CAPTAIN MILLER: I think Jordan will be a great influence. I like his age. I like his experience and his demeanor. He's going to be a great teammate for all the guys and they know him well. Jordan I expect when I'm not around and when they talk among themselves, I expect that he will be a great influence.

I mean, he understands the yardages and he can talk to them. And I talked with him about it, to share his thoughts on certain holes and when you think you should lay‑up to this bunker and when you might carry one bunker and the effects of that.

Yeah, all that's good, and he'll have that ‑‑ he has had and will have more opportunities to share his thoughts. I think that's very important and I couldn't be happier to have Jordan on the team.

BRIAN: Along those same lines, I know you've had limited experience with them in the same room, but who do you anticipate will be a few of the more vocal leaders of this team?

CAPTAIN MILLER: Well, I think everyone enjoys Bryson's company. I think he will provide good leadership. I have a couple players who are kind of quiet. Jordan's quiet himself, and Lee McCoy has an outgoing personality.

You know, I think they will coalesce as teams. I'm letting them vest in the process of selecting their partner. It's not going to be me trying to match them up. I'm listening to what they think, and it's all going good.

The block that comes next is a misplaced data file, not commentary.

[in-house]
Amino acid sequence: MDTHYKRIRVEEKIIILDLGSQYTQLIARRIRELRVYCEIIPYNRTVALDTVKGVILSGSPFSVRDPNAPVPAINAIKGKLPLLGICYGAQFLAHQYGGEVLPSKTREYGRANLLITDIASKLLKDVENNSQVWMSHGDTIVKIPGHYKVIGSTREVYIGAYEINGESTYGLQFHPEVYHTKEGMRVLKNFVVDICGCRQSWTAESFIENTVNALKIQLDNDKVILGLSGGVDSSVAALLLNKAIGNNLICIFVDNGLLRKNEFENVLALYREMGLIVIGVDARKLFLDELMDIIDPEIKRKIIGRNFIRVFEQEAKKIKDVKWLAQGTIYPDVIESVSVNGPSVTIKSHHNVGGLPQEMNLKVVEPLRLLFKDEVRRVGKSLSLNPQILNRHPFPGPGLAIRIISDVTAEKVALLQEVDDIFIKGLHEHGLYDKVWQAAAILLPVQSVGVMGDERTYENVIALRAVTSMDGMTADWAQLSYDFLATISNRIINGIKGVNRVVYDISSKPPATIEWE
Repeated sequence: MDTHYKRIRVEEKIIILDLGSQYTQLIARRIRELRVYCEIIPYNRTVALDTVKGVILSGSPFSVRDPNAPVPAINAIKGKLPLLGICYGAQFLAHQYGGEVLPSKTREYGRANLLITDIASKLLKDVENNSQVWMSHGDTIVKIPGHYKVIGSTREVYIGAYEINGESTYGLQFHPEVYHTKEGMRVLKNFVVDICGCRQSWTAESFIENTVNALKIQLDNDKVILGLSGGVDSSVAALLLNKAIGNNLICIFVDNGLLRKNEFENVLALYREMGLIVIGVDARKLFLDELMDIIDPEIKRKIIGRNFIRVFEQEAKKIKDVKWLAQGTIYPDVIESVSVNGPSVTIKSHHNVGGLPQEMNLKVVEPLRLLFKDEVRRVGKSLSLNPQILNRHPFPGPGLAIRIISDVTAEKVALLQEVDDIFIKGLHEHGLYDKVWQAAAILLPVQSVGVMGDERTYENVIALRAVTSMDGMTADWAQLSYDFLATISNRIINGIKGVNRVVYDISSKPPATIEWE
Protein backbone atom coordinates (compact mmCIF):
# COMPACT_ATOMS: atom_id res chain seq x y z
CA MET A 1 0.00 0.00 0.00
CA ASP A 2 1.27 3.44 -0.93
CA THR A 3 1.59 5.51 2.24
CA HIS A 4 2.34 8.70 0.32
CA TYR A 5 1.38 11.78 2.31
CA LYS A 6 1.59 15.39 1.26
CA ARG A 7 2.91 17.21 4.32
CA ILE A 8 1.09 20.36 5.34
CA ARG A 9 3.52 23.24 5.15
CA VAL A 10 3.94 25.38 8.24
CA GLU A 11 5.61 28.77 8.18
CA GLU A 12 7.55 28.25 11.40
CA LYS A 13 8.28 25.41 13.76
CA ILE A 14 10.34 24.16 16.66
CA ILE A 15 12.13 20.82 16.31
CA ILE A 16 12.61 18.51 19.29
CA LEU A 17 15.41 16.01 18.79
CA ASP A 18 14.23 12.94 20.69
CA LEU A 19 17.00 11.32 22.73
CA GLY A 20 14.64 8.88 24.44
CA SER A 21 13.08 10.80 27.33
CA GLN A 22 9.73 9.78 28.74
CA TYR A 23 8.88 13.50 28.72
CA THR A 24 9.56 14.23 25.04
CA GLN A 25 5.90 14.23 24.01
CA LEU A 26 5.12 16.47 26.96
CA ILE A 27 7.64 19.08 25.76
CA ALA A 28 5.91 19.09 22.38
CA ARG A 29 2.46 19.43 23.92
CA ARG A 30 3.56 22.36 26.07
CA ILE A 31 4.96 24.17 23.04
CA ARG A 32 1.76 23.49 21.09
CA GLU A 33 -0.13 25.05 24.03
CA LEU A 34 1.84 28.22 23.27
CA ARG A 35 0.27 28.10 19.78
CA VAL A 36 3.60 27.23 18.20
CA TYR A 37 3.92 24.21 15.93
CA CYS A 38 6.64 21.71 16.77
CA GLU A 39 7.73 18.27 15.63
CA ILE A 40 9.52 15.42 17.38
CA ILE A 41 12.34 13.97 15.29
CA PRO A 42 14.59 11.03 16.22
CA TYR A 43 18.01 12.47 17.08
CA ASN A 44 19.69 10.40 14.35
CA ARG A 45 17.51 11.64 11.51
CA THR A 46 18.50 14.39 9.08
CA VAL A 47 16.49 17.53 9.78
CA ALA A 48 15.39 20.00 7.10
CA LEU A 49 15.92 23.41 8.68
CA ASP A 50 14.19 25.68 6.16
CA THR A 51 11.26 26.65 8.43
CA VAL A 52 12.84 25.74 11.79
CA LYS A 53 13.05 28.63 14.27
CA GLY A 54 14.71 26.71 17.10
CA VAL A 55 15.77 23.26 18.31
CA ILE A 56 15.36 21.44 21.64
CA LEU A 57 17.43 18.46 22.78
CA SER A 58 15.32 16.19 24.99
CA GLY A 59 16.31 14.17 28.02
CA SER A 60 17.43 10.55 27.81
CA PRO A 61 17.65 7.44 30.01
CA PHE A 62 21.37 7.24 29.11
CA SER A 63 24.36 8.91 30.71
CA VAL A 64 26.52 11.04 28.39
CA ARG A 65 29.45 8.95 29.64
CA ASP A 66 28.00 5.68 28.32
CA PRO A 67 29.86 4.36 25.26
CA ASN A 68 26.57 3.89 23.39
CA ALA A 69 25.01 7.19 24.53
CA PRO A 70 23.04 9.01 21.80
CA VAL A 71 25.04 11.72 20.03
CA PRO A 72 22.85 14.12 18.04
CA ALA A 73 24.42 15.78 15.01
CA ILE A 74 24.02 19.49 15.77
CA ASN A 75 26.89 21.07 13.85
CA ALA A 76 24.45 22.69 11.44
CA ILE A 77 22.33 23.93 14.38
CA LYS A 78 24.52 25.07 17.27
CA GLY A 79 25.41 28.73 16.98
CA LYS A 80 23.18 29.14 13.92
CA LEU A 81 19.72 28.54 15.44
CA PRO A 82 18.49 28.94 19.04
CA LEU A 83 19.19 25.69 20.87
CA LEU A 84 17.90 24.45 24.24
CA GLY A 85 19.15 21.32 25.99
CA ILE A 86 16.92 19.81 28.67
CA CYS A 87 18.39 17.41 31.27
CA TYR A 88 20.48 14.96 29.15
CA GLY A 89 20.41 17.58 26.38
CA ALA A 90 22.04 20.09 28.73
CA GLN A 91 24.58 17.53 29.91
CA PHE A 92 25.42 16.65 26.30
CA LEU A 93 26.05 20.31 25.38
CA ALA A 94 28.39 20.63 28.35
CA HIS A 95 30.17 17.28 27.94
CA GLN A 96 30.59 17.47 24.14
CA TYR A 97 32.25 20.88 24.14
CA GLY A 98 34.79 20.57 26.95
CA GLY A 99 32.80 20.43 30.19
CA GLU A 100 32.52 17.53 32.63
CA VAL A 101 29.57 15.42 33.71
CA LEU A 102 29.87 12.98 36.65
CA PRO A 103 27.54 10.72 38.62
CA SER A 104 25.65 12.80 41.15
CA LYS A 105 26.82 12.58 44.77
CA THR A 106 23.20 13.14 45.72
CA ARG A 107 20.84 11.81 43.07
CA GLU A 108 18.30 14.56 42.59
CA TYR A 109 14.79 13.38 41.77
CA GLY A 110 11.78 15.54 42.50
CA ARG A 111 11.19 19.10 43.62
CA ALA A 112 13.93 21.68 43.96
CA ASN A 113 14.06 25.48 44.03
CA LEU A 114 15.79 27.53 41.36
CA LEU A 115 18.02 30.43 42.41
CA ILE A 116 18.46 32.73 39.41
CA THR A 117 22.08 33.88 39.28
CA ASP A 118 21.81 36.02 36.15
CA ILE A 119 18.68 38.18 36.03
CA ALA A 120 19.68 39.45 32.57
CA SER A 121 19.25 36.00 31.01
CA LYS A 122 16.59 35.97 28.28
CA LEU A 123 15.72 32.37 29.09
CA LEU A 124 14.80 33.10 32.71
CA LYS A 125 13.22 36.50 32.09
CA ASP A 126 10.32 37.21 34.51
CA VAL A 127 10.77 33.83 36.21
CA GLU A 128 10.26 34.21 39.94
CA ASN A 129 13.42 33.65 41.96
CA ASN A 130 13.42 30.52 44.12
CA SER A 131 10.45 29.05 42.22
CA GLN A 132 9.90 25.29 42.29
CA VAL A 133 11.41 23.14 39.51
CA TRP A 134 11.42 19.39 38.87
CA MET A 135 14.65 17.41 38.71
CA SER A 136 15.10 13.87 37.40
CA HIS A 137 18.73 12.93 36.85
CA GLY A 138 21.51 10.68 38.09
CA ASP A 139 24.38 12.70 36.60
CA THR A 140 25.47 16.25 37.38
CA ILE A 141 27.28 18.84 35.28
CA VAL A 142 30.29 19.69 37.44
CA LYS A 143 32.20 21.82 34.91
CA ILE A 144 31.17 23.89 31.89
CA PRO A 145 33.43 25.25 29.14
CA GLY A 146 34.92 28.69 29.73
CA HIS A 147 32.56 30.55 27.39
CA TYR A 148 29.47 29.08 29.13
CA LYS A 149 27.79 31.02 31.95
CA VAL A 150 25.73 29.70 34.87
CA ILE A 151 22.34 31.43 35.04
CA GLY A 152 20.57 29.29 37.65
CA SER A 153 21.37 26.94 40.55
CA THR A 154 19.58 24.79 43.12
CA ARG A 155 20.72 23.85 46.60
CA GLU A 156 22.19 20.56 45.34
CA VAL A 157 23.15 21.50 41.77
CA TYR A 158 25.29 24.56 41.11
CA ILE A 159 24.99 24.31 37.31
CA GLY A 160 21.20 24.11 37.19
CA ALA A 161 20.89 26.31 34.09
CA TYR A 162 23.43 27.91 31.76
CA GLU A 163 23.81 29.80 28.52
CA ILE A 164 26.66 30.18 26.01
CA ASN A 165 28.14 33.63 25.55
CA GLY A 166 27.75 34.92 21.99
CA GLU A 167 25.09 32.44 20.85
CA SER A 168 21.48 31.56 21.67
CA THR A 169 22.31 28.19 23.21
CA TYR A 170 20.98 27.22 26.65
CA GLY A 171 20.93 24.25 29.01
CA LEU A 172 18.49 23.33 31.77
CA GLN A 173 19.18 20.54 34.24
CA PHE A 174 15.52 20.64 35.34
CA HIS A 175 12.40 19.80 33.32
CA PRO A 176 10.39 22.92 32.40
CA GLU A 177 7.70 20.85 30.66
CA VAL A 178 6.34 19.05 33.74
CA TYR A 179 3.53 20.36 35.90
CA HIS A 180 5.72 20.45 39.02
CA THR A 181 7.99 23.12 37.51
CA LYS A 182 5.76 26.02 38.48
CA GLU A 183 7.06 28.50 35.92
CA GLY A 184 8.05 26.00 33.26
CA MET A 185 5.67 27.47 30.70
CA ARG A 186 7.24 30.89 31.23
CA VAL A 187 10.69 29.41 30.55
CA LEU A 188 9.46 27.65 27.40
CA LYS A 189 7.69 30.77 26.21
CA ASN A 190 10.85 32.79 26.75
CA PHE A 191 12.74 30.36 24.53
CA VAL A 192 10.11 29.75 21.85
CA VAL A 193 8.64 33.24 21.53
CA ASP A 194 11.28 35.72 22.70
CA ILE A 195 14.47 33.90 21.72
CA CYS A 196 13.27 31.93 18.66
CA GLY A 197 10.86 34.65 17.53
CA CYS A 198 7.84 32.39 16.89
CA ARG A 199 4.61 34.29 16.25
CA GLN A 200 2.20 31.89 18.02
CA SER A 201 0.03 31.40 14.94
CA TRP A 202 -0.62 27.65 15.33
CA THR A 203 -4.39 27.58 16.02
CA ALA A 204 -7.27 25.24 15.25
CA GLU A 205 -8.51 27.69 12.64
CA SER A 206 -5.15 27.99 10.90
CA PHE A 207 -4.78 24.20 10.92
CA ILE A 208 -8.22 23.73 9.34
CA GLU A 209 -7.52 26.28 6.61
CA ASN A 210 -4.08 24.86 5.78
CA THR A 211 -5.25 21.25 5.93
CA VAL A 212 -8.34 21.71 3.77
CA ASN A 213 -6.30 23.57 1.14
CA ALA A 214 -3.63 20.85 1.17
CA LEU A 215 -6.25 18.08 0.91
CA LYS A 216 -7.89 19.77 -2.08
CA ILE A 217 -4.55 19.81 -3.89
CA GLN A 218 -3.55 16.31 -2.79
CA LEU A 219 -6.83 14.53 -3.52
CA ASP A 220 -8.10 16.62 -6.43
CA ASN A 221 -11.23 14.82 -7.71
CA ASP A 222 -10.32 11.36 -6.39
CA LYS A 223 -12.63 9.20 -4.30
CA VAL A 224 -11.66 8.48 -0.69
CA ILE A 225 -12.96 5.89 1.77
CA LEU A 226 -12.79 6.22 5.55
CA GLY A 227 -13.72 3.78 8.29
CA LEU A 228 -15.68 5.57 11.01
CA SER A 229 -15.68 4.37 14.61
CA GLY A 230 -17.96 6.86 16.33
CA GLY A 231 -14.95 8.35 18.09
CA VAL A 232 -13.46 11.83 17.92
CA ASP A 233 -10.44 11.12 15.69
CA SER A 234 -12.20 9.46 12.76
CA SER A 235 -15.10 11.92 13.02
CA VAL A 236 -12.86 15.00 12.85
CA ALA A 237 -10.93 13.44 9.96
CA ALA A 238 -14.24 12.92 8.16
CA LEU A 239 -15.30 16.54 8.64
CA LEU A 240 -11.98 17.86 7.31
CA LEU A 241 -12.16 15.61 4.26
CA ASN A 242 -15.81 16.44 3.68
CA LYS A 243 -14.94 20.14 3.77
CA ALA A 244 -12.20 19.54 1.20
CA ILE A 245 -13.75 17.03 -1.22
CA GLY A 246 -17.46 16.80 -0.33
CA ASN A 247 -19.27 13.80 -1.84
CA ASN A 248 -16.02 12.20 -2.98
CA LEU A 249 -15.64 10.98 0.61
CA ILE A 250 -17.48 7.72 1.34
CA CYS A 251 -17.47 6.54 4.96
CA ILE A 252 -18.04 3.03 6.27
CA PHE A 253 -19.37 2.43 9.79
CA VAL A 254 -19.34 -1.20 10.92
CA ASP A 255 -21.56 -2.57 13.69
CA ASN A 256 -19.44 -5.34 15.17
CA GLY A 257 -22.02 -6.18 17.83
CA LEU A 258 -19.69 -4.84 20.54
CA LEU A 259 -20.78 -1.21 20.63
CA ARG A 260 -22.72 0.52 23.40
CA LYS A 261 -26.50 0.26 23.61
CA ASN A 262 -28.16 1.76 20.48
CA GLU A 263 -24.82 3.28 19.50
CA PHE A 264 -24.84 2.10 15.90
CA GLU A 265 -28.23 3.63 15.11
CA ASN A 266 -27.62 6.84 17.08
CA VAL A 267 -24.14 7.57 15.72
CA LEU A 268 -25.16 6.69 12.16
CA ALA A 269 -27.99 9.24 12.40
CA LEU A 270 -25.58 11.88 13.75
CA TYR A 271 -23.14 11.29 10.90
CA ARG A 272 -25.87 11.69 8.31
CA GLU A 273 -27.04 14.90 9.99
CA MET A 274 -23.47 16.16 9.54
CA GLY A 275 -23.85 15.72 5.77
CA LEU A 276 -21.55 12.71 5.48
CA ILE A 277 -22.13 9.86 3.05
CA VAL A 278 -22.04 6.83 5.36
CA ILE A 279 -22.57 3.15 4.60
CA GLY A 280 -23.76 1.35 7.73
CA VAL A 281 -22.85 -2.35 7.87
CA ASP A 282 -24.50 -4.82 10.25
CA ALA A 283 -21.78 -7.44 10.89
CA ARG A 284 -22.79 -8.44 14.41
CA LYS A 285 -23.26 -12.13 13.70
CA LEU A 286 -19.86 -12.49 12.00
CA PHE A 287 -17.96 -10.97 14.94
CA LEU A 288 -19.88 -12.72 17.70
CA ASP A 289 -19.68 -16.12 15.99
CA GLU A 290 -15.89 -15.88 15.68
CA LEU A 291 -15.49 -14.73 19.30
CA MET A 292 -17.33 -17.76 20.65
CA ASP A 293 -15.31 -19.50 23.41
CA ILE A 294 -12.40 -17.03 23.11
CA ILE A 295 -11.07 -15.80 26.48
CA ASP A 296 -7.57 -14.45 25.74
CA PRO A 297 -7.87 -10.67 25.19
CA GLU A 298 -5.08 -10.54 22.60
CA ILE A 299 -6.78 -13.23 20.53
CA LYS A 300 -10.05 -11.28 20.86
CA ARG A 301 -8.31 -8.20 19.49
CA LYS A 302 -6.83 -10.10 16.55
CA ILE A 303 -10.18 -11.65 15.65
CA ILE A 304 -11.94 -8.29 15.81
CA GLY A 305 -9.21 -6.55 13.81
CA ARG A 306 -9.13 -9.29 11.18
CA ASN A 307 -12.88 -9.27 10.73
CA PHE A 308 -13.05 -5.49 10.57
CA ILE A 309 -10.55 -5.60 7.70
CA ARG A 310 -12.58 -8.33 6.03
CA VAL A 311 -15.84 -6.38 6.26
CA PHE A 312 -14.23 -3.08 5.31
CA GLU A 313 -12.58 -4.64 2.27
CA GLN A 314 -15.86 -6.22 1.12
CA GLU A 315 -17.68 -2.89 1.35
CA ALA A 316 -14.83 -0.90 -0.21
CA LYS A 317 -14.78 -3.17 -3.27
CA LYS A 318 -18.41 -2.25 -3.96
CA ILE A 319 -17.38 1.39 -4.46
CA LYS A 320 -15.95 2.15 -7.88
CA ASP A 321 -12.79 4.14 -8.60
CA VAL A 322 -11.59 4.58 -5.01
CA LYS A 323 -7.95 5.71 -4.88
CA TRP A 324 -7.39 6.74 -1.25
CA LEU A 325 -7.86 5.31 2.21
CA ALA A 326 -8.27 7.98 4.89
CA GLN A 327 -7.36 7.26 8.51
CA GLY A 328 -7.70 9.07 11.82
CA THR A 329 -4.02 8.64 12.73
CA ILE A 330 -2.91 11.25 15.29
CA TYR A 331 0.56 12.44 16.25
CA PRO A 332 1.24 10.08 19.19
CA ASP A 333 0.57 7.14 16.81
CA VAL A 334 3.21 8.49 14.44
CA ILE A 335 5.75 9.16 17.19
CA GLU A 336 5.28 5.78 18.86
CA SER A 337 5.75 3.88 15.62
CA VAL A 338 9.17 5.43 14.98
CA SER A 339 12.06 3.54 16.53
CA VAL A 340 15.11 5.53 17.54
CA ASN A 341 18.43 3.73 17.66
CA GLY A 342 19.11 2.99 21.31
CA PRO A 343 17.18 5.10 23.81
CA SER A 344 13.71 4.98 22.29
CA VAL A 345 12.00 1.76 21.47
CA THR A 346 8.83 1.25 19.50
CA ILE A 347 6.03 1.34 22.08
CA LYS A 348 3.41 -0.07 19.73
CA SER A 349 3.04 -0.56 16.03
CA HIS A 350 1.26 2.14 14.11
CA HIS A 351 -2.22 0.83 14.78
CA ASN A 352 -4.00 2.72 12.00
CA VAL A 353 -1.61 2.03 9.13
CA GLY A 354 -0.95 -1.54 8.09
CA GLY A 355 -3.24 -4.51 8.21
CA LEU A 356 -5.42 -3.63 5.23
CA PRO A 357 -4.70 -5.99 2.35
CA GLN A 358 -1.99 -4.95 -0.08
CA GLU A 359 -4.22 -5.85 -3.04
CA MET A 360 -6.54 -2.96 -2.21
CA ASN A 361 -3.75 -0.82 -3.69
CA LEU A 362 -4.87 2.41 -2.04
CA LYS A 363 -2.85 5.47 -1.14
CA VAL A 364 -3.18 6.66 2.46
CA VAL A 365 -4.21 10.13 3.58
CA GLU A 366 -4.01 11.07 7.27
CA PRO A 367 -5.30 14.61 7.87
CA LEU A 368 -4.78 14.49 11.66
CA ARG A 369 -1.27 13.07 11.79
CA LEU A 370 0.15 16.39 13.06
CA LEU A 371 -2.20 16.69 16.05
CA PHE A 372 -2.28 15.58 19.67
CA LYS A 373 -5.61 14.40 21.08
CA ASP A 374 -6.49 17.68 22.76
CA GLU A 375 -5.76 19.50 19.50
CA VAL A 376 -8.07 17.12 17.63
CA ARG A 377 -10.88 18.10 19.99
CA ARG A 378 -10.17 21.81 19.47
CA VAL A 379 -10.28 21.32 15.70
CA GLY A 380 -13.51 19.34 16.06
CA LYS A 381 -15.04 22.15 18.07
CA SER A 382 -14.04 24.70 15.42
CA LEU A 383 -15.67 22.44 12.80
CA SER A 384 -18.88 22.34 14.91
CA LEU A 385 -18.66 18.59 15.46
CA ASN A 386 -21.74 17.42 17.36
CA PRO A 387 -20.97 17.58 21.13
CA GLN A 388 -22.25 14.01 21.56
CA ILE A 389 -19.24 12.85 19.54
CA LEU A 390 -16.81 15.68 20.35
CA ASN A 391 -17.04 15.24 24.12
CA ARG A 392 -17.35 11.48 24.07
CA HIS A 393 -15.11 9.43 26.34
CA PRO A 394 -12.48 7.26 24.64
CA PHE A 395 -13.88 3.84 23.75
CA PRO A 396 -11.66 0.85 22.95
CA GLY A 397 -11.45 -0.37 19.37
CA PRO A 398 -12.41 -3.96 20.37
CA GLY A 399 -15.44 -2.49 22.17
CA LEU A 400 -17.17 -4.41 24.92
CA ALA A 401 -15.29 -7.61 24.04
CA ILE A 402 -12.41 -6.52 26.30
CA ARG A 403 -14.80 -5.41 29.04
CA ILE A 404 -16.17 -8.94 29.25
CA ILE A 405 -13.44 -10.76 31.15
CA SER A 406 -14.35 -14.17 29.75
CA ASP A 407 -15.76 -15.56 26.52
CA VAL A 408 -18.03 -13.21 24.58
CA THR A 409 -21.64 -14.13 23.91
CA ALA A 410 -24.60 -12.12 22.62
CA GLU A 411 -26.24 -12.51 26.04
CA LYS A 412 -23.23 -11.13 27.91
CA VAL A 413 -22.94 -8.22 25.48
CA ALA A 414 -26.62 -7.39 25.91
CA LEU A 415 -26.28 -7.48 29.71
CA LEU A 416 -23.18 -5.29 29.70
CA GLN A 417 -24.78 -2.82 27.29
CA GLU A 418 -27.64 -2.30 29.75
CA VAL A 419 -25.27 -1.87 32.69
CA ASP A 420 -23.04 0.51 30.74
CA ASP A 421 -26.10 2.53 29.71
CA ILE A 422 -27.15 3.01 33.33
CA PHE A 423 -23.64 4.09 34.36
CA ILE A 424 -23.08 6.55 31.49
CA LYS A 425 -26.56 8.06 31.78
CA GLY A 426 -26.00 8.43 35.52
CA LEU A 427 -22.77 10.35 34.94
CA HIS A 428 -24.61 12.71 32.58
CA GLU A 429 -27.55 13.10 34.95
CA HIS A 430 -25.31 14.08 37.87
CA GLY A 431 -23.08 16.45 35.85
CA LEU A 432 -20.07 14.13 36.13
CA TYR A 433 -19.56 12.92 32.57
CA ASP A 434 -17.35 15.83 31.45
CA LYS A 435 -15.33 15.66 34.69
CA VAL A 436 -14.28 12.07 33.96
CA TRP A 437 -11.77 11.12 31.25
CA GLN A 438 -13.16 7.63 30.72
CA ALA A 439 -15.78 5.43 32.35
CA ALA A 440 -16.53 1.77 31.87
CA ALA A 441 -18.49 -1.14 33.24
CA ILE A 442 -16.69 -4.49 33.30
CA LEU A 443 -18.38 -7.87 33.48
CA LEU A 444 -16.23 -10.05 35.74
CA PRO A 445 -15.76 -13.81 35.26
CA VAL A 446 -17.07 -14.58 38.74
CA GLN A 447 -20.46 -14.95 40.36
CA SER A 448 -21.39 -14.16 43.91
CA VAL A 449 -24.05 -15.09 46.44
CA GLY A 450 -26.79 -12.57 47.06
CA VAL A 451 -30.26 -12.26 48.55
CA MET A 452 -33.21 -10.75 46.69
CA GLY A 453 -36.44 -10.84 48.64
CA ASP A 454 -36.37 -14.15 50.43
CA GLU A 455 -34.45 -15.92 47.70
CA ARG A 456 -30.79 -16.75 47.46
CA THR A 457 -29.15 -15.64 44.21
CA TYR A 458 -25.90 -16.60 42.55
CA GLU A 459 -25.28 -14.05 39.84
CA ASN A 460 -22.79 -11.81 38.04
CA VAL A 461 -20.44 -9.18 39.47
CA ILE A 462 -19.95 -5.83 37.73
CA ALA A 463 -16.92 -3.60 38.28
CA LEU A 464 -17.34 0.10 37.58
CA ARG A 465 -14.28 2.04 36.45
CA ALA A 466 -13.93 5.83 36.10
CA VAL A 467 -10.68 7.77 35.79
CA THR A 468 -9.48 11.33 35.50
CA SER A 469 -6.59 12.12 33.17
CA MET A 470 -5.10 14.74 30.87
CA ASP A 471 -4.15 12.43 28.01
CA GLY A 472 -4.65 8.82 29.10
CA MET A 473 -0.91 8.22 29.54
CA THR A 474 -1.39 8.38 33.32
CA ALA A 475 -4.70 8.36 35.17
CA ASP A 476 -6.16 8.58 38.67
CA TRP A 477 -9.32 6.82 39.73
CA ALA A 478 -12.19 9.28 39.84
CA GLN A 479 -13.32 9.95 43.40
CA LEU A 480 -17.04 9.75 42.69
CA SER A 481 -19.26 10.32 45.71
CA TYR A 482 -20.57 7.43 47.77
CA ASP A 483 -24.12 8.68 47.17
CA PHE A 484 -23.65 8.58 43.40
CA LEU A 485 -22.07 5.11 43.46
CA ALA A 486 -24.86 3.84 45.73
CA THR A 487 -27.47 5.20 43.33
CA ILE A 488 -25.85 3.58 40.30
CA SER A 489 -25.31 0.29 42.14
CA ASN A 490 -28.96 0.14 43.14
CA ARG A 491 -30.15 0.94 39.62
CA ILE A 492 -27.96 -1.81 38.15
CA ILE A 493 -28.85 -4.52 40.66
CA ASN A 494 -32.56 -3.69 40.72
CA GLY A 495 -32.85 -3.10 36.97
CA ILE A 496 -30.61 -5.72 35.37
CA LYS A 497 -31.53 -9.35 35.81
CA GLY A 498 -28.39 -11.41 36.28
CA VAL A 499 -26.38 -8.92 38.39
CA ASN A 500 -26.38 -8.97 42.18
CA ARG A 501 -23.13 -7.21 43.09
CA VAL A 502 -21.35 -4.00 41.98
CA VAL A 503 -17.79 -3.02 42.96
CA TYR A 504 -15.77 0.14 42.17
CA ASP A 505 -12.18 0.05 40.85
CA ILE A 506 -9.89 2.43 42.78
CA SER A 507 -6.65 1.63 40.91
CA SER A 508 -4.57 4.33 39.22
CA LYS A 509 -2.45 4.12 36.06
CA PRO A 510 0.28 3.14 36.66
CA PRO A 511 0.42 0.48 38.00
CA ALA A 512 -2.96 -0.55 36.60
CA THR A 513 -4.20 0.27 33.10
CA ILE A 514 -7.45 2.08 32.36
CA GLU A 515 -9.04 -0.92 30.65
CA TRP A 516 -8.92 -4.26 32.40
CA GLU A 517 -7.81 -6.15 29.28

I expect the Mid‑Amateurs will emerge as kind of a miniature playing captain, so to speak, and they have melded and interacted well with the younger guys.

I will tell you, Lee calls Mike McCoy "Uncle Mike," so it's been good. I guess I'll have to wait and see which one steps up and provides that energy. It could be any number of them.

BRIAN: Obviously your team is a very good team but it could be so much better if three players, off the top of my head, Jordan Spieth, Patrick Rodgers and Justin Thomas had stayed and decided to play. Are you concerned that we're getting to a point in amateur golf where the good players are leaving too early, making it more difficult for the captains going forward for the US Walker Cup Teams?

CAPTAIN MILLER: You know, that's an interesting question. I guess I've talked with ‑‑ all three of those guys are great guys. Their decision to move on to the professional ranks certainly was well thought of by all three.

I think as a captain, the group of players are better, younger. That class with those three and the guys that I have on this team and the same class has to be an unbelievable class of players.